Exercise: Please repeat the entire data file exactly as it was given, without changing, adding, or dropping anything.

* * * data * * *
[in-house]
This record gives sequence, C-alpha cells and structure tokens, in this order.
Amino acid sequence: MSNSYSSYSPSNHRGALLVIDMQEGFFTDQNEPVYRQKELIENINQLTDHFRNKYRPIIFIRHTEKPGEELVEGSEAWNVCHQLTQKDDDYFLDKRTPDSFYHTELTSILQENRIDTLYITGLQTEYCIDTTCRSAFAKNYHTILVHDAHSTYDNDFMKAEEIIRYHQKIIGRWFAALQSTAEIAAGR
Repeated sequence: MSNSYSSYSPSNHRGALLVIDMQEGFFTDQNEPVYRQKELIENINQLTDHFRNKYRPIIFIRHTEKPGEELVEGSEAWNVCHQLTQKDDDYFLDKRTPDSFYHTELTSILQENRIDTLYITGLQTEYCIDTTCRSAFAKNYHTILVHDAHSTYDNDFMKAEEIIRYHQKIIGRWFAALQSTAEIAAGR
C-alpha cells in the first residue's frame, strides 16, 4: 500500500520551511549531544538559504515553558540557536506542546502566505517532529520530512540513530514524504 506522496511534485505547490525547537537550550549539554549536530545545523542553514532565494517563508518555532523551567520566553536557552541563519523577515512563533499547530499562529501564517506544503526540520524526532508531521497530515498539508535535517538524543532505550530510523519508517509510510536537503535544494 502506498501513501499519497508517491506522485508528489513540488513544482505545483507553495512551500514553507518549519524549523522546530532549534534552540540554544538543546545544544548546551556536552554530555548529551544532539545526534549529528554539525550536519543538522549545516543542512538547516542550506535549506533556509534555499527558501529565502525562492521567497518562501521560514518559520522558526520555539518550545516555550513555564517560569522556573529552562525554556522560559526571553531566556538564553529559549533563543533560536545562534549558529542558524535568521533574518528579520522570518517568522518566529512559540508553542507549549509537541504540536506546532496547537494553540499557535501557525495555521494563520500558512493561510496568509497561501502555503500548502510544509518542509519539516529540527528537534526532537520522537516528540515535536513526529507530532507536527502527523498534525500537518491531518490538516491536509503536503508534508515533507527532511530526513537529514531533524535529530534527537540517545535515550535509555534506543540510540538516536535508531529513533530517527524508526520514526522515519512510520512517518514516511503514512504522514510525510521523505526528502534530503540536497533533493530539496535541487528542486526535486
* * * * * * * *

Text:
[in-house]
This record gives sequence, C-alpha cells and structure tokens, in this order.
Amino acid sequence: MSNSYSSYSPSNHRGALLVIDMQEGFFTDQNEPVYRQKELIENINQLTDHFRNKYRPIIFIRHTEKPGEELVEGSEAWNVCHQLTQKDDDYFLDKRTPDSFYHTELTSILQENRIDTLYITGLQTEYCIDTTCRSAFAKNYHTILVHDAHSTYDNDFMKAEEIIRYHQKIIGRWFAALQSTAEIAAGR
Repeated sequence: MSNSYSSYSPSNHRGALLVIDMQEGFFTDQNEPVYRQKELIENINQLTDHFRNKYRPIIFIRHTEKPGEELVEGSEAWNVCHQLTQKDDDYFLDKRTPDSFYHTELTSILQENRIDTLYITGLQTEYCIDTTCRSAFAKNYHTILVHDAHSTYDNDFMKAEEIIRYHQKIIGRWFAALQSTAEIAAGR
C-alpha cells in the first residue's frame, strides 16, 4: 500500500520551511549531544538559504515553558540557536506542546502566505517532529520530512540513530514524504 506522496511534485505547490525547537537550550549539554549536530545545523542553514532565494517563508518555532523551567520566553536557552541563519523577515512563533499547530499562529501564517506544503526540520524526532508531521497530515498539508535535517538524543532505550530510523519508517509510510536537503535544494 502506498501513501499519497508517491506522485508528489513540488513544482505545483507553495512551500514553507518549519524549523522546530532549534534552540540554544538543546545544544548546551556536552554530555548529551544532539545526534549529528554539525550536519543538522549545516543542512538547516542550506535549506533556509534555499527558501529565502525562492521567497518562501521560514518559520522558526520555539518550545516555550513555564517560569522556573529552562525554556522560559526571553531566556538564553529559549533563543533560536545562534549558529542558524535568521533574518528579520522570518517568522518566529512559540508553542507549549509537541504540536506546532496547537494553540499557535501557525495555521494563520500558512493561510496568509497561501502555503500548502510544509518542509519539516529540527528537534526532537520522537516528540515535536513526529507530532507536527502527523498534525500537518491531518490538516491536509503536503508534508515533507527532511530526513537529514531533524535529530534527537540517545535515550535509555534506543540510540538516536535508531529513533530517527524508526520514526522515519512510520512517518514516511503514512504522514510525510521523505526528502534530503540536497533533493530539496535541487528542486526535486